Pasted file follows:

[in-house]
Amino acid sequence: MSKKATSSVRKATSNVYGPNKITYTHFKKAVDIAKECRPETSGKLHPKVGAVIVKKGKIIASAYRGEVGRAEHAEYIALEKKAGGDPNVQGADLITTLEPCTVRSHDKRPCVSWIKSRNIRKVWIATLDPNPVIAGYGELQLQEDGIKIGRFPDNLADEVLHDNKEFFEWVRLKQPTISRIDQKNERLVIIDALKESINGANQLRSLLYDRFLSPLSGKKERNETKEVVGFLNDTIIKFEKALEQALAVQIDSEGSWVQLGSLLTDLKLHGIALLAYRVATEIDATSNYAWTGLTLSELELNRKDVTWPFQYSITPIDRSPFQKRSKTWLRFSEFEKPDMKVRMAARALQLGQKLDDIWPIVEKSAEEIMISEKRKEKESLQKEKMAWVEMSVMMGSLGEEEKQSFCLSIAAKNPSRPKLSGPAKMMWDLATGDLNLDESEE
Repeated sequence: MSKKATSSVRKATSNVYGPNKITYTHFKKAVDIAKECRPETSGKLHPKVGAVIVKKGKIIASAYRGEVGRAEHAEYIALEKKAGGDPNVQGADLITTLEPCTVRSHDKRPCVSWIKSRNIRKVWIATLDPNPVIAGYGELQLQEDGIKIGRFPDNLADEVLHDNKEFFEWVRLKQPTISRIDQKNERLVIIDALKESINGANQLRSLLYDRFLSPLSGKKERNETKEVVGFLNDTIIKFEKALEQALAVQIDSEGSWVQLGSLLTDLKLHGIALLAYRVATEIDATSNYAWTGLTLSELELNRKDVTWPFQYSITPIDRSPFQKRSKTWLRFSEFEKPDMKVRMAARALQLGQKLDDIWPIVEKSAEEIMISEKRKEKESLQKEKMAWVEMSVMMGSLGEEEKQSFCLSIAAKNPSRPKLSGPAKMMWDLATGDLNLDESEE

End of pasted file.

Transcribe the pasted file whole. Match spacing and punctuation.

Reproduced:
[in-house]
Amino acid sequence: MSKKATSSVRKATSNVYGPNKITYTHFKKAVDIAKECRPETSGKLHPKVGAVIVKKGKIIASAYRGEVGRAEHAEYIALEKKAGGDPNVQGADLITTLEPCTVRSHDKRPCVSWIKSRNIRKVWIATLDPNPVIAGYGELQLQEDGIKIGRFPDNLADEVLHDNKEFFEWVRLKQPTISRIDQKNERLVIIDALKESINGANQLRSLLYDRFLSPLSGKKERNETKEVVGFLNDTIIKFEKALEQALAVQIDSEGSWVQLGSLLTDLKLHGIALLAYRVATEIDATSNYAWTGLTLSELELNRKDVTWPFQYSITPIDRSPFQKRSKTWLRFSEFEKPDMKVRMAARALQLGQKLDDIWPIVEKSAEEIMISEKRKEKESLQKEKMAWVEMSVMMGSLGEEEKQSFCLSIAAKNPSRPKLSGPAKMMWDLATGDLNLDESEE
Repeated sequence: MSKKATSSVRKATSNVYGPNKITYTHFKKAVDIAKECRPETSGKLHPKVGAVIVKKGKIIASAYRGEVGRAEHAEYIALEKKAGGDPNVQGADLITTLEPCTVRSHDKRPCVSWIKSRNIRKVWIATLDPNPVIAGYGELQLQEDGIKIGRFPDNLADEVLHDNKEFFEWVRLKQPTISRIDQKNERLVIIDALKESINGANQLRSLLYDRFLSPLSGKKERNETKEVVGFLNDTIIKFEKALEQALAVQIDSEGSWVQLGSLLTDLKLHGIALLAYRVATEIDATSNYAWTGLTLSELELNRKDVTWPFQYSITPIDRSPFQKRSKTWLRFSEFEKPDMKVRMAARALQLGQKLDDIWPIVEKSAEEIMISEKRKEKESLQKEKMAWVEMSVMMGSLGEEEKQSFCLSIAAKNPSRPKLSGPAKMMWDLATGDLNLDESEE